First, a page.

However, this process is still in its earliest stages, and Winterkorn is long way from sitting in a courtroom. With other high-profile corporate cases in Germany as a guide, a trial could be years away. Lawyers haven't even questioned the former CEO, yet.
In Germany, people are free to file criminal complaints, and prosecutors then decide whether a full investigation is necessary. According to the AP, Braunschweig has received about 12 grievances so far, including one from Volkswagen. The law in the country also doesn't allow charging businesses with wrongdoing, only people.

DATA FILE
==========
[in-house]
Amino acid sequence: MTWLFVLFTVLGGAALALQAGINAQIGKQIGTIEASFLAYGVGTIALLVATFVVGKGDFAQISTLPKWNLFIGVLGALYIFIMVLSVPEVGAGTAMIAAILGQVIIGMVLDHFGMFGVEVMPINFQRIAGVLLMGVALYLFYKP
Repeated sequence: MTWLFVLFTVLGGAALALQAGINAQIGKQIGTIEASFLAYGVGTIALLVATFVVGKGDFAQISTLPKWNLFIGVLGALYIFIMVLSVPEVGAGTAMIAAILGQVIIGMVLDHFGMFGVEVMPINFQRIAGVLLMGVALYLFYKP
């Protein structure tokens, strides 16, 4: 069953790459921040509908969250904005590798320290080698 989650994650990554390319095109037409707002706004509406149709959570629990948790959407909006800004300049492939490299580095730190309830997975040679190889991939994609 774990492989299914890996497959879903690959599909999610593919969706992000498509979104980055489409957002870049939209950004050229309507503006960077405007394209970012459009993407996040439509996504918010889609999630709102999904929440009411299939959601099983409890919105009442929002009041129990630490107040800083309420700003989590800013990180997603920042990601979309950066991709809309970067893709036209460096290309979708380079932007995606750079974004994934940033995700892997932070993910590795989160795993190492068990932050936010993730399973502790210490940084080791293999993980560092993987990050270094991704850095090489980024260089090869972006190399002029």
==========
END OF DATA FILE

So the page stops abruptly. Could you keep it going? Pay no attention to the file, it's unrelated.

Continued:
Winterkorn resigned from his role at the top of VW last week, just a day after issuing a video apology for the automaker's actions. Former Porsche boss Matthias Müller has succeeded him. Along with having a new person in charge, the automaker's Supervisory Board instituted a thorough corporate reshuffle to put more focus on various regions and give brands additional power by early next year.